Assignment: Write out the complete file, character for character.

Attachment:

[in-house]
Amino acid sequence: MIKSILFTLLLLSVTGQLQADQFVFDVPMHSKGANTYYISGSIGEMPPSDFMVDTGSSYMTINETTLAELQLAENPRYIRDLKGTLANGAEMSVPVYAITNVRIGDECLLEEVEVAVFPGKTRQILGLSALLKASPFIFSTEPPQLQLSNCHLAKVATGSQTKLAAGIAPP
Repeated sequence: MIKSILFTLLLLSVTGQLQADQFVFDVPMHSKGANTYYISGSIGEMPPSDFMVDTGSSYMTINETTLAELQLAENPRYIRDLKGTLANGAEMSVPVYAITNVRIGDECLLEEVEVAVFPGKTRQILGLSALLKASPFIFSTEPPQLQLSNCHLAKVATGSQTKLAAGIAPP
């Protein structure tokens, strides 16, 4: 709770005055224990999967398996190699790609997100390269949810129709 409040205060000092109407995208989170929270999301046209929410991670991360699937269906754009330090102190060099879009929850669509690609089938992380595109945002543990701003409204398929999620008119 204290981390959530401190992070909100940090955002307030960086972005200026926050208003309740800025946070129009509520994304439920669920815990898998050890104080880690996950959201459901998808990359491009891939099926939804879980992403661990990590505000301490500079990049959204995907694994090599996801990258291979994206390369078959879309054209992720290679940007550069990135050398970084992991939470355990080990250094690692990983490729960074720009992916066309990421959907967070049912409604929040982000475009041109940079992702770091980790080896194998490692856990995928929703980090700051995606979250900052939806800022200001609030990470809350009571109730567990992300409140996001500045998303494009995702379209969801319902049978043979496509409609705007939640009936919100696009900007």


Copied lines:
[in-house]
Amino acid sequence: MIKSILFTLLLLSVTGQLQADQFVFDVPMHSKGANTYYISGSIGEMPPSDFMVDTGSSYMTINETTLAELQLAENPRYIRDLKGTLANGAEMSVPVYAITNVRIGDECLLEEVEVAVFPGKTRQILGLSALLKASPFIFSTEPPQLQLSNCHLAKVATGSQTKLAAGIAPP
Repeated sequence: MIKSILFTLLLLSVTGQLQADQFVFDVPMHSKGANTYYISGSIGEMPPSDFMVDTGSSYMTINETTLAELQLAENPRYIRDLKGTLANGAEMSVPVYAITNVRIGDECLLEEVEVAVFPGKTRQILGLSALLKASPFIFSTEPPQLQLSNCHLAKVATGSQTKLAAGIAPP
């Protein structure tokens, strides 16, 4: 709770005055224990999967398996190699790609997100390269949810129709 409040205060000092109407995208989170929270999301046209929410991670991360699937269906754009330090102190060099879009929850669509690609089938992380595109945002543990701003409204398929999620008119 204290981390959530401190992070909100940090955002307030960086972005200026926050208003309740800025946070129009509520994304439920669920815990898998050890104080880690996950959201459901998808990359491009891939099926939804879980992403661990990590505000301490500079990049959204995907694994090599996801990258291979994206390369078959879309054209992720290679940007550069990135050398970084992991939470355990080990250094690692990983490729960074720009992916066309990421959907967070049912409604929040982000475009041109940079992702770091980790080896194998490692856990995928929703980090700051995606979250900052939806800022200001609030990470809350009571109730567990992300409140996001500045998303494009995702379209969801319902049978043979496509409609705007939640009936919100696009900007």